TIFF Journal: ‘The Bad Batch’

'The Bad Batch'

Movie Rating:

3

Ana Lily Amirpour had a striking directorial debut with the black-and-white Iranian vampire Western ‘A Girl Walks Home Alone at Night‘. Clearly a filmmaker of great talent and imagination, she’s returned this year with a bitter dystopian tale filled with social commentary, grungy imagery, brutality and desperation, but little action. It’s a striking creation, especially for the first 90 minutes or so. Then it kind of falls apart.

‘The Bad Batch’ takes place in a world where all of America’s unwanted citizens are shipped off to a desert to fend for themselves. Suki Waterhouse plays a young woman named Arlen who was tossed into this hellscape, where she’s instantly kidnapped by a group of cannibals who chop off one of her arms and legs to feast. Somehow she escapes and is rescued by a bearded, silent and homeless wanderer (Jim Carrey, whom I honestly didn’t recognize until the credits). She ends up in the closest thing to society in the wasteland: a bizarre community known as Comfort, which is essentially a nightmare version of America run by a Jim Jones-esque cult leader (a dead-panning Keanu Reeves) and fueled by the sounds of EDM.

It’s a strikingly nihilistic vision. The almost entirely silent opening half hour is a powerfully disturbing nightmare impossible to tear your eyes from. The world cobbled together from trash and 1990s relics is oddly beautiful in its filthy decay. The performances are stylized but wonderful (especially Jim Carrey). The ways in which Amirpour piles metaphors and satire onto her uniquely foreboding landscape resonate deeply through all the heat, horrors and torture. She is clearly a filmmaker of great ambition, capable of casting hypnotically harsh cinematic spells that are all too easy to get lost within no matter how difficult they are to suffer through.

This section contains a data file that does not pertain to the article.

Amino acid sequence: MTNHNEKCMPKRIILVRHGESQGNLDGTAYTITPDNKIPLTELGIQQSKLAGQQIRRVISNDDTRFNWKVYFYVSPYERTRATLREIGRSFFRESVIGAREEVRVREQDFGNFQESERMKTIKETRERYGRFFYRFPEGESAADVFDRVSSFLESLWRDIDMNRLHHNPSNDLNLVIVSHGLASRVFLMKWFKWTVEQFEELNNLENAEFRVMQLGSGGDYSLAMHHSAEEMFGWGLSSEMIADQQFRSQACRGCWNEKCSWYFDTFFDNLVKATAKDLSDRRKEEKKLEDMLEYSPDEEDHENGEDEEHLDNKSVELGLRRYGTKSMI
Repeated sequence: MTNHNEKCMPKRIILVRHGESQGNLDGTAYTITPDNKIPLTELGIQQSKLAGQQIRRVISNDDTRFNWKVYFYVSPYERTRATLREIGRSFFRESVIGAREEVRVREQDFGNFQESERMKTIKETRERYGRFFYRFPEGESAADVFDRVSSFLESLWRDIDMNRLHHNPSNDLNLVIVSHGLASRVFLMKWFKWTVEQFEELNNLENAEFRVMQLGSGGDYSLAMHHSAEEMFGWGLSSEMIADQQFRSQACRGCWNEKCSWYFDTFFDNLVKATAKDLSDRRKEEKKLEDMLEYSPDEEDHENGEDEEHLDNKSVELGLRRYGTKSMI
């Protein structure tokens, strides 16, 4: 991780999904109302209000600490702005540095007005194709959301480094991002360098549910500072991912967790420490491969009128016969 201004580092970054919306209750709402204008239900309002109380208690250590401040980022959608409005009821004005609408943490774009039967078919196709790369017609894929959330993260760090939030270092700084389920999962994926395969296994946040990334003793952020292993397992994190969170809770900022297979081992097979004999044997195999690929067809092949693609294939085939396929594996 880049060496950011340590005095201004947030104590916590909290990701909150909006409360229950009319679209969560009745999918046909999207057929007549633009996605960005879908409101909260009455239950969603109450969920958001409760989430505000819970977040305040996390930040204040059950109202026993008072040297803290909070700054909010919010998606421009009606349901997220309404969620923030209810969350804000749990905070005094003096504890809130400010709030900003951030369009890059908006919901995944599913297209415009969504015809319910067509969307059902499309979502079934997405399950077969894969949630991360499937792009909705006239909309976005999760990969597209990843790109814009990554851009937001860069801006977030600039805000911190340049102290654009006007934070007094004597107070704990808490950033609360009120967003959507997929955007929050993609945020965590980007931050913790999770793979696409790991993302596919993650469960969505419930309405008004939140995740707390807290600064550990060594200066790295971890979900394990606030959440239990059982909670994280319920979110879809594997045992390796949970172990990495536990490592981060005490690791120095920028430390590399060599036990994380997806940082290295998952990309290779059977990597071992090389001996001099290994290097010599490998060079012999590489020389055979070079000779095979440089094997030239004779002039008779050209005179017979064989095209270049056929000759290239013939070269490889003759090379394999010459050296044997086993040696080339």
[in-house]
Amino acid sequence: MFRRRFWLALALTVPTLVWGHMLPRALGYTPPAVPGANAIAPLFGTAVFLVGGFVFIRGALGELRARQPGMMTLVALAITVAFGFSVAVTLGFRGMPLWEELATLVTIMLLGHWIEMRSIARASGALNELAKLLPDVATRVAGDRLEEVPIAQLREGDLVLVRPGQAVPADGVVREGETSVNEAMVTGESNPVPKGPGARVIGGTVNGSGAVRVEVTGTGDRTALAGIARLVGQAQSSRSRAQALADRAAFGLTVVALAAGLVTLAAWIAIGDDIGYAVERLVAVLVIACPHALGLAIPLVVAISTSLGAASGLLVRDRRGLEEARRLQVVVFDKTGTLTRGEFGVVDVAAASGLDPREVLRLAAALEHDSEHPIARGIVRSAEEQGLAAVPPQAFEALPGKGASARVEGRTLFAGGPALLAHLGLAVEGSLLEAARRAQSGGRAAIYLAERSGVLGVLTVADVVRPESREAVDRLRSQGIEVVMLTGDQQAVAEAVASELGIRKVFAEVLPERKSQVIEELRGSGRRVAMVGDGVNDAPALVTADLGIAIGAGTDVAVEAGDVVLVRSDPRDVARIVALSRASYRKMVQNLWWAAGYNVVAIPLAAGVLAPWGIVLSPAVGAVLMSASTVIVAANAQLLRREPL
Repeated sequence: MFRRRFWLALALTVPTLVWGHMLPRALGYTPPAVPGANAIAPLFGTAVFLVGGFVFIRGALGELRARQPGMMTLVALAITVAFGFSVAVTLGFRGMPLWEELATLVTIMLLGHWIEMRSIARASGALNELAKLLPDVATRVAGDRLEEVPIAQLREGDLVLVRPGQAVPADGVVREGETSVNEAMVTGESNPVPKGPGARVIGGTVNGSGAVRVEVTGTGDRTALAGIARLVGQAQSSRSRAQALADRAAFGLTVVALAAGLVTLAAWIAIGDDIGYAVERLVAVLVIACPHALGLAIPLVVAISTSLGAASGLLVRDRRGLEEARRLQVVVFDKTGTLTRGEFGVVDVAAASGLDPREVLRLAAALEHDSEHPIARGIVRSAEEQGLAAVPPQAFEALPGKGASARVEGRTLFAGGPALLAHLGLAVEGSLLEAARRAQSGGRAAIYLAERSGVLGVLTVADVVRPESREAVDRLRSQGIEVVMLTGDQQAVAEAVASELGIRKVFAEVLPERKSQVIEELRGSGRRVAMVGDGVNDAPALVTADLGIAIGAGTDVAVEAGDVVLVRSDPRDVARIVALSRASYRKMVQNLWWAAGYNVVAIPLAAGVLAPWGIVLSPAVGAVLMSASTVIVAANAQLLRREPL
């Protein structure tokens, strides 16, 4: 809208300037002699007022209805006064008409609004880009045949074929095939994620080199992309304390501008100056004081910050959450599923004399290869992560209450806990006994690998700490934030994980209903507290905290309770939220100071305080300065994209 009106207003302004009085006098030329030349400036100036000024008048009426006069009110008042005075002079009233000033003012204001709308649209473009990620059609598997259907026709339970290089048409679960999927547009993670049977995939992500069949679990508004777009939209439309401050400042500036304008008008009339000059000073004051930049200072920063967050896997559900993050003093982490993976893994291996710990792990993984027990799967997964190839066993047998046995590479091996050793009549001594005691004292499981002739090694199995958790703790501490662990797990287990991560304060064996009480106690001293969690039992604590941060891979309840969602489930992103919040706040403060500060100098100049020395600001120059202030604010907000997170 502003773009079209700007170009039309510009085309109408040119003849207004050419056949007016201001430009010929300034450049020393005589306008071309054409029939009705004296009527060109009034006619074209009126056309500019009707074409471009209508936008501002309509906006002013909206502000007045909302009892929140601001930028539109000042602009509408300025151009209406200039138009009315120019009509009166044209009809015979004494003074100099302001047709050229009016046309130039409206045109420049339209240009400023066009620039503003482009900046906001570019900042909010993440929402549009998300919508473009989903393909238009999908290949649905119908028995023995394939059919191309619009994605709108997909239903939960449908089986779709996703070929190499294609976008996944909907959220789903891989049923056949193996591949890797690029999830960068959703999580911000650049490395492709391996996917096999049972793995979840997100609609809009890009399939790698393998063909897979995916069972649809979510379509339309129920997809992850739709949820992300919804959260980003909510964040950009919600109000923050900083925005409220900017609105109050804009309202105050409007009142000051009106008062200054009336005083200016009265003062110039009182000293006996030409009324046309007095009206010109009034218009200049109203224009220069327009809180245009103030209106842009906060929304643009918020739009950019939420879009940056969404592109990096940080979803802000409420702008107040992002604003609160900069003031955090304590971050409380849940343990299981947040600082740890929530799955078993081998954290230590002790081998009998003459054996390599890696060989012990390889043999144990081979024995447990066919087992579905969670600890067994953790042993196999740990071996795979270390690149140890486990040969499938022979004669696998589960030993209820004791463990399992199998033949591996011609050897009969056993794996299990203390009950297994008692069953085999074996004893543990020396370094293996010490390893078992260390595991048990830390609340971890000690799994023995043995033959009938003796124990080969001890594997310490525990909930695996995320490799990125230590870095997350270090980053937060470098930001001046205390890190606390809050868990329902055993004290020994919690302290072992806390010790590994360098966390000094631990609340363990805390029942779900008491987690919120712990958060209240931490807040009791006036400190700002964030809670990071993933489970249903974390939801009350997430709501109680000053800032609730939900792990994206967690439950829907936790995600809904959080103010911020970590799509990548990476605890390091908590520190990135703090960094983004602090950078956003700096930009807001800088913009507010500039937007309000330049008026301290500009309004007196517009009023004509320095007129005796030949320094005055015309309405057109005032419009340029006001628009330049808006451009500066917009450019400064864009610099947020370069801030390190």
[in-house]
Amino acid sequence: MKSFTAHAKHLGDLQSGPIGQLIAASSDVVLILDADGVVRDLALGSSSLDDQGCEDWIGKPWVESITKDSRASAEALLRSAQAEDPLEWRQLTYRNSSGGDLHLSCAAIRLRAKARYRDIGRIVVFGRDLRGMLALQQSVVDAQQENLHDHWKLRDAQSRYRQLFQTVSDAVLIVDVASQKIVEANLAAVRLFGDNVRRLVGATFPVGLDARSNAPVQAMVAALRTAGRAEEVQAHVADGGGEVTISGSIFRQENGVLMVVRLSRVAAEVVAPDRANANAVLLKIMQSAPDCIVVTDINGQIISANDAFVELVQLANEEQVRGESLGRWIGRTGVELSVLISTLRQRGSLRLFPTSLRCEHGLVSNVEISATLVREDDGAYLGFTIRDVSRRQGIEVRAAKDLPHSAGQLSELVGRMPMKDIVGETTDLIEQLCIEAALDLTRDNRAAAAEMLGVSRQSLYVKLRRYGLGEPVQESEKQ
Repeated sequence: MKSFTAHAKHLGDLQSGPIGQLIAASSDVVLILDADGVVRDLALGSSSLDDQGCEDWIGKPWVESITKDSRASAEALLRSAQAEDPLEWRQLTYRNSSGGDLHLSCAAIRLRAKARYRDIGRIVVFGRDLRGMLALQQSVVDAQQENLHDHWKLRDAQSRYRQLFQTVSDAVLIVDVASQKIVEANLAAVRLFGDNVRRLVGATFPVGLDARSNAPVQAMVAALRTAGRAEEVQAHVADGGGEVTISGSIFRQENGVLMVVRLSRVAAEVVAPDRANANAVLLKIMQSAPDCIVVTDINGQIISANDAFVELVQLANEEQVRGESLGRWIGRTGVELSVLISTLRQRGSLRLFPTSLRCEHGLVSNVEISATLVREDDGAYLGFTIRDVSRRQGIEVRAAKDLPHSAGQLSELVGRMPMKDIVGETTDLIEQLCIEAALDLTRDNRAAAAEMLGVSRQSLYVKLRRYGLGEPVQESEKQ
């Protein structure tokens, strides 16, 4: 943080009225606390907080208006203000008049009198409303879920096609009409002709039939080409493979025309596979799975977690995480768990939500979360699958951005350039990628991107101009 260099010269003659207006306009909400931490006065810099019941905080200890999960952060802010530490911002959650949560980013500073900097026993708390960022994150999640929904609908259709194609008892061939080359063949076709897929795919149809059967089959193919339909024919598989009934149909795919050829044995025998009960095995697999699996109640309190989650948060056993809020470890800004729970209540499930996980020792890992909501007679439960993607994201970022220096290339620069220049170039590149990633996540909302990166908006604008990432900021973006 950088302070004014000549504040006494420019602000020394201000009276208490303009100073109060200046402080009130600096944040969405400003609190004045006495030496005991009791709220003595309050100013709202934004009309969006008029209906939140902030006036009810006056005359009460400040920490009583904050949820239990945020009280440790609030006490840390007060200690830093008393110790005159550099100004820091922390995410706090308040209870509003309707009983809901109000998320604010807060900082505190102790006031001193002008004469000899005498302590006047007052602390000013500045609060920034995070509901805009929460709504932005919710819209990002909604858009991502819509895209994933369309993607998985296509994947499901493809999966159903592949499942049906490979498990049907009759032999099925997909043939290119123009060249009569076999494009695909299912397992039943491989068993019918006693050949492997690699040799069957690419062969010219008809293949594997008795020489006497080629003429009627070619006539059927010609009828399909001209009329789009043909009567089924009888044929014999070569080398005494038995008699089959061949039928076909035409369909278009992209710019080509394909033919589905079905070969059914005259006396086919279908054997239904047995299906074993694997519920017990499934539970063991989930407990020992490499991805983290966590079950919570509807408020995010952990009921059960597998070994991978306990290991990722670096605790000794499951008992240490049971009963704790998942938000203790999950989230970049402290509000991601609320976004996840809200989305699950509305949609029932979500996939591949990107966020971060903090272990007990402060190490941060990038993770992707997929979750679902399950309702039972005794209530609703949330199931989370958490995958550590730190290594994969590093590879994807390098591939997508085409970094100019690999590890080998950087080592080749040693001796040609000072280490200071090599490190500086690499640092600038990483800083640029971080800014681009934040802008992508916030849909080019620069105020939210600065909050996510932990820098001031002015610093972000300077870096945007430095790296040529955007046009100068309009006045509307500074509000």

Unfortunately, while Amirpour’s sense of location, visuals, tone and character are chillingly on-point, her story drifts away from her. After establishing the stunning world, her tale gradually turns into a lost daughter hunt involving Jason Momoa as a beefcake cannibal with a heart of gold, which gets irritating rather quickly. While it’s a noble intent for the filmmaker to slip hope into her horrible world, the results feel like something out of a completely different movie that isn’t nearly as good as what came before.

Still, the first hour or so of ‘The Bad Batch’ is so damn strong that the movie demands to be seen. It proves that Amirpour’s initial success wasn’t a fluke. She’s a genre filmmaker with a unique vision. Hopefully, next time her script will match her ideas and imagination.

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